Lurking beneath the apocalyptic visual finesse of ad-director Tony Kaye's first feature lies a central challenge: where does racism come from? More specifically, at what point does the standard "Takin'-our-women-and-jobs..." bonehead cabbie-chat ignite into something more organised and sinister? But Kaye and screenwriter David McKenna adopt such a concise approach to an already discussed-to-bits issue that, in the end, the tale almost becomes smothered by the telling.
American History X is a bold, incendiary piece of film-making which takes its key cue from Spike Lee's Do The Right Thing (tensions simmering at the heart of a multi-racial community), but zooms in even further to examine the cause-and-effect of racism as a more insular disease: it's a family thing.
The mundane domestic setting serves Kaye's primary purpose: to sidestep the standard redneck clichés and keep his characters humanised and empathy-friendly. It all looks good, and the performances (particularly Norton and, bizarrely, Stacy Keach, as his sleazy, Satanic mentor) are sound. But there's a sense that, somewhere along the line, the focus has been derailed.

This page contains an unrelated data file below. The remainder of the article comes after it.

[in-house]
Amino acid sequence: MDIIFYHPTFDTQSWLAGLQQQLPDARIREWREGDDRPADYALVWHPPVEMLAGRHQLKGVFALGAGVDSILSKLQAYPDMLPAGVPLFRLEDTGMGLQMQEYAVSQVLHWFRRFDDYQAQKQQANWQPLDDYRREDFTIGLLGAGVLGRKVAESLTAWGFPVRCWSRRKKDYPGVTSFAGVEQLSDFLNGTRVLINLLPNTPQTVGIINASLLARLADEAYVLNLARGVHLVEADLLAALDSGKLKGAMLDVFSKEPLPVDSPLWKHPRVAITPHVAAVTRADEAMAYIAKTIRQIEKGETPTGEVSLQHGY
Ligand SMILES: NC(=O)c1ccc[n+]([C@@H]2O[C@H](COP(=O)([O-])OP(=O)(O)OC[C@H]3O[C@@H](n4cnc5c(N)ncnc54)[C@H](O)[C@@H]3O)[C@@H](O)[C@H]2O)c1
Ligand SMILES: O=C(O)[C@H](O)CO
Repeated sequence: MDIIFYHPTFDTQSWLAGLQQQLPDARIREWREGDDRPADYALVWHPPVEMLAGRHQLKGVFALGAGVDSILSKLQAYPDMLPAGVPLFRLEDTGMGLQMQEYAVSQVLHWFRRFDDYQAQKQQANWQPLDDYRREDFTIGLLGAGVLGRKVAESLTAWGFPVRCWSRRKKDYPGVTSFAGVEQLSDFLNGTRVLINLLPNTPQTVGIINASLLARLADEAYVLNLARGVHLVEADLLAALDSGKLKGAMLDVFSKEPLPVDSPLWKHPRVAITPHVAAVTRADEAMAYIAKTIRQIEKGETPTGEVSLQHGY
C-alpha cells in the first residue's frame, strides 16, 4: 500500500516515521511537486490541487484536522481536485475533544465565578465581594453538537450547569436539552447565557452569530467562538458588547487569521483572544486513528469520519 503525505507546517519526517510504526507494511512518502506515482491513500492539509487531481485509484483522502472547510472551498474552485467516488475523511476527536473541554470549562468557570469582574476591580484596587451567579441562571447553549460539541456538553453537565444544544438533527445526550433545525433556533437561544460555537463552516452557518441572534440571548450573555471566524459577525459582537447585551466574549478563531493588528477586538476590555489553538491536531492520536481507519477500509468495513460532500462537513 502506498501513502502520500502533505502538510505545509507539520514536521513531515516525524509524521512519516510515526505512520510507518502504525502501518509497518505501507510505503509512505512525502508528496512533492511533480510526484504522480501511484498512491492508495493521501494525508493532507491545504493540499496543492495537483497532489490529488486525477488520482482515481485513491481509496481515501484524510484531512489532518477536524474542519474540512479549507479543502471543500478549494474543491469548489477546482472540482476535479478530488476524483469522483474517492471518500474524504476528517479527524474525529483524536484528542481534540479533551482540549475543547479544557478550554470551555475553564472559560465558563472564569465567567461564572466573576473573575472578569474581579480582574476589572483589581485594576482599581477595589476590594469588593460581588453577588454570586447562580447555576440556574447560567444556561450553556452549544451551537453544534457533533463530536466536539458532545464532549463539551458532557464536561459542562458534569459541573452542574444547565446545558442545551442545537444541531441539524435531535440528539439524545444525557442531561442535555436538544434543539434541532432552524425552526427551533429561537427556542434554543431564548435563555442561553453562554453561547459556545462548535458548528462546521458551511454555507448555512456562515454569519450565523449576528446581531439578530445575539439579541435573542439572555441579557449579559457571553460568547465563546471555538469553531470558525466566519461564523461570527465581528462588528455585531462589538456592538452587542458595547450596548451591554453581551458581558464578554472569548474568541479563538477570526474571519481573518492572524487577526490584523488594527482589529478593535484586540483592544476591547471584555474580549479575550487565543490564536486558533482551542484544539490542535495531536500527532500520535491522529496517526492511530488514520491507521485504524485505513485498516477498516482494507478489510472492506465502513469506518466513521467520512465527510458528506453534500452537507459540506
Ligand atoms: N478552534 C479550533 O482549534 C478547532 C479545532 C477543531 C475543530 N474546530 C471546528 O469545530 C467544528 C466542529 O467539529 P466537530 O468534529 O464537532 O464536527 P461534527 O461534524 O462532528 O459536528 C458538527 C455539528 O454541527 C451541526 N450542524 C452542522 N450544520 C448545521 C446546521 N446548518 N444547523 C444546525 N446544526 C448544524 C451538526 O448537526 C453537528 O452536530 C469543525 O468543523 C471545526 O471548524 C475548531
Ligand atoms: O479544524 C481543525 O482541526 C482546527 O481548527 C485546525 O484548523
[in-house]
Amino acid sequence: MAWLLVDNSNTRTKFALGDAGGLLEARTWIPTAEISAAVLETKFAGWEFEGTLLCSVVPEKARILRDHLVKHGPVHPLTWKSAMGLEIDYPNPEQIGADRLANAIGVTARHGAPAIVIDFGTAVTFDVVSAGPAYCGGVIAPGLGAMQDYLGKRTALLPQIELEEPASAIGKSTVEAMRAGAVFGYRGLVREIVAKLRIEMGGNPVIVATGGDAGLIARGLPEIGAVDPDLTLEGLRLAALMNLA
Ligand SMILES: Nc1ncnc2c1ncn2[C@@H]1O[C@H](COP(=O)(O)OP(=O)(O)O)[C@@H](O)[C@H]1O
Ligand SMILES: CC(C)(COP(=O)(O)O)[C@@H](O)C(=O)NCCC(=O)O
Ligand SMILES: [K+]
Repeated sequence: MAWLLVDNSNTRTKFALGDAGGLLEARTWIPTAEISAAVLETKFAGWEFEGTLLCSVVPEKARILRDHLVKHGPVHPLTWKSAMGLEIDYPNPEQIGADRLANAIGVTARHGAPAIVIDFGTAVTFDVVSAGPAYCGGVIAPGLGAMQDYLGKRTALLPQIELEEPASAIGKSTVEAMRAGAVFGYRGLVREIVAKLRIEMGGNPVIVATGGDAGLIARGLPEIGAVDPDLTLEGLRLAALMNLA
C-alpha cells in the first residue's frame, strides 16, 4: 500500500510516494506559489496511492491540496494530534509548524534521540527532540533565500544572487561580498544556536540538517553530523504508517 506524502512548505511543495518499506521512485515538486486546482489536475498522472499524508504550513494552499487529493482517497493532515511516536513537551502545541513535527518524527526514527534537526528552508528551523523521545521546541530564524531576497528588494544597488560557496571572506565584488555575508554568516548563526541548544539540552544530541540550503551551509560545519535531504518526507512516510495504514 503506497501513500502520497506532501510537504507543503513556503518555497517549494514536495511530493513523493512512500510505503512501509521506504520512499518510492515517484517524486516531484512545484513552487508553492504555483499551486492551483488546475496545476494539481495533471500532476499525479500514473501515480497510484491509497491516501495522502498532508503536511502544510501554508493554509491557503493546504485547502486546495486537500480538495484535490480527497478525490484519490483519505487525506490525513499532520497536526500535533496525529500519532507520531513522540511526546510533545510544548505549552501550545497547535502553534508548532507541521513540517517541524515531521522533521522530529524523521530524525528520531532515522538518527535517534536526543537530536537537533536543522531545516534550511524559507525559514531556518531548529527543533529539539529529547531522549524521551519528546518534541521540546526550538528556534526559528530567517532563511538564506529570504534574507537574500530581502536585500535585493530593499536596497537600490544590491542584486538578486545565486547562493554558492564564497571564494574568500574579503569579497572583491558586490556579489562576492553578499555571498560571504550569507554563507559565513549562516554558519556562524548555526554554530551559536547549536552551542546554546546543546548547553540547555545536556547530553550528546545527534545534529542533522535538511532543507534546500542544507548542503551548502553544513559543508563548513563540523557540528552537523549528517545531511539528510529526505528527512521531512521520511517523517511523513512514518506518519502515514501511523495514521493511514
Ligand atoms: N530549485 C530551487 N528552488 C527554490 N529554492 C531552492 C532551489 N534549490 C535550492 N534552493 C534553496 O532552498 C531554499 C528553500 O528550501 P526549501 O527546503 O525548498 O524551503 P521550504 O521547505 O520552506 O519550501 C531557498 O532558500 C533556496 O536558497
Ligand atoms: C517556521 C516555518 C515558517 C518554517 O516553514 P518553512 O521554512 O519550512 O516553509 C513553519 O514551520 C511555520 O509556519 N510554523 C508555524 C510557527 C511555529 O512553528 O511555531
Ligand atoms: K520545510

It's probably a case of defiantly non-Hollywood intentions being mauled by simple movie-biz conventions. Suggestions that Norton re-edited the film to increase his screen-time are made plausible by one or two moments of scrappy, damage-limitation dubbing (voice heard, lips don't move), and the lack of ideological balance to Derek's dinner-table rhetoric. High-school principal Sweeney (Brooks) is too high-minded and cosy to offer anything resembling an intellectual nemesis, and a Jewish family guest's response to a hysterical anti-Semitic rant is little more than a sad sigh of liberal impotence.
Derek's Damascus-like prison reform is also a problem. At first, he settles into an uneasy tribalism with a skinhead contingent, who turn on him when he's humanised by a black co-worker. It's hard to accept that a character who in the film's most notorious, barely watchable sequence - has recently split a man's head apart with the heel of his boot could so easily be turned from the dark side by some jive talkin' amid the laundry-folding.
But, ironically, for someone Kaye alleges has ruined his film, Norton is by far the best thing about it: turning in a fierce, concentrated performance, which would surely bag him a Best Actor nomination were the film not so typically Academy-alienating.
Another saviour is McKenna's dialogue, which zips and crackles along, avoiding any temptation to temper Derek's soap-box charisma with more non-threatening crankiness. The parts are all there, but, conspiracy or not, the sum doesn't quite do them justice.
An edgy, visionary, but painfully flawed debut which, despite an acrimonious introduction to the vagaries of The Hollywood Way, should hopefully kickstart Kaye's reputation as something much more than just 'maverick Brit ad-guy'.